Does anybody use shorthand anymore?

I’ve often thought I’d like to learn shorthand. I write stories, and sometimes I like to write in public places where I’d prefer not having nosey people looking over my shoulder (even if they’re not, I’m constantly thinking that they might, and that’s kinda hard on the creative juices). Besides, I think it would be fun to be able to write in chicken scratches that almost nobody else can read even if I lose my notebook, then transcribe them later when I’m home on my computer. It would be sort of like writing in code. :slight_smile:

I’ve taken a look at a couple of online courses and books, but it just seems to me like it would be a really hard thing to learn without an actual teacher. Does anyone actually use shorthand these days, or has it gone the way of the dodo in our computer age? I know court reporters still use a kind of shorthand, but that’s created with a little machine, right?

Barring a real teacher which I think will be hard to find as a one-shot community college type class, can anyone recommend a particularly user-friendly online course or book? Maybe even something modern?

I work in a newspaper office, and yes, journalists use shorthand all the time, eg when taking notes from phone conversations.

I wish I could do it. I did try teaching myself from a book about 10 or 12 years ago, but never managed to improve on my longhand speed (and I often couldn’t read it back!) I can’t remember any of it now.

Get a book, practice, repeat. You need a lot of drills to get the forms into your memory.

One good way to practice is to transcribe song lyrics, as they are usually going at a moderate speed and there are gaps so you can catch up.

It is a very handy skill for many types of note-taking, with the advantage that most people can’t read it so it’s like a secret language.

Unfortunately I always found that, for me, I needed to transcribe it, if I was ever going to, within a day or two of taking the notes, otherwise it was kind of a secret language to me, too, as my technique wasn’t all that precise. (I sometimes have trouble reading my own handwriting, too.)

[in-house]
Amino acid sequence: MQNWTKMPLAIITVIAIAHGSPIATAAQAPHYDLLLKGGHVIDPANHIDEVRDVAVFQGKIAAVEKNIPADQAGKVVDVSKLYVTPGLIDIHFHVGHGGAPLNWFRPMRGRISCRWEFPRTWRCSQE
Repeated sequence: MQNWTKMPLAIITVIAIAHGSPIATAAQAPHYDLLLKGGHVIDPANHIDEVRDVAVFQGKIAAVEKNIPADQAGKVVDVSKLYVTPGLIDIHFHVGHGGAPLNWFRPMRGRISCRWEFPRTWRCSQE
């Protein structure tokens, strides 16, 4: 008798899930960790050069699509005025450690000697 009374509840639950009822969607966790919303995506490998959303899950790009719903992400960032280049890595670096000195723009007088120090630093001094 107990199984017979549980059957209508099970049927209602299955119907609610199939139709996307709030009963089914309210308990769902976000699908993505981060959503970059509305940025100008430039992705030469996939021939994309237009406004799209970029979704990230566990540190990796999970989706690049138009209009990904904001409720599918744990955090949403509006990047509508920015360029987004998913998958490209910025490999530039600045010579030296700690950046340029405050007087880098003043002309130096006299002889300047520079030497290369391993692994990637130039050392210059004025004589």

I think Hilarity has it right: practice, practice, practice.

Funny (sad?) story about my MIL and shorthand. In her 40+ year work career, she was an executive secretary fluent in some sort of shorthand. She continued to use shorthand for everything and everything remotely personal up to the day she died. Unfortunately, it was one of her own devising. More accurately, it started out as the “XXX” shorthand system but evolved over the years into her own personal code. After she died, I was the one to clean out her apartment. She had all sorts of documents, going back for years, with shorthand notations on them that no one could read. There were full 8x11 sheets of paper with shorthand written on it. I have no idea what it said. Were they Great Thoughts? Probably not, but I’d like to have been able to read them anyway.

Also, don’t think that writing in shorthand will keep people from looking over your shoulder. You’ll actually draw more attention, I’d think, because people will notice that you’re not writing normally and will have to interrupt and ask, “Is that shorthand!”

jayrey, that reminds me: around the same time I was trying to learn shorthand, we were going through a lot of my gran’s possessions after she died. She’d kept her diaries from right back when she was a young woman, in the late 1920s. Most entries were in plain extra but certain passages were in shorthand. I suspect they were the juicy bits from when she went out with a young fellow :wink:

I tried deciphering them and got the odd word here and there, but I think she must have been using a different system to the one I was learning. Maybe just as well.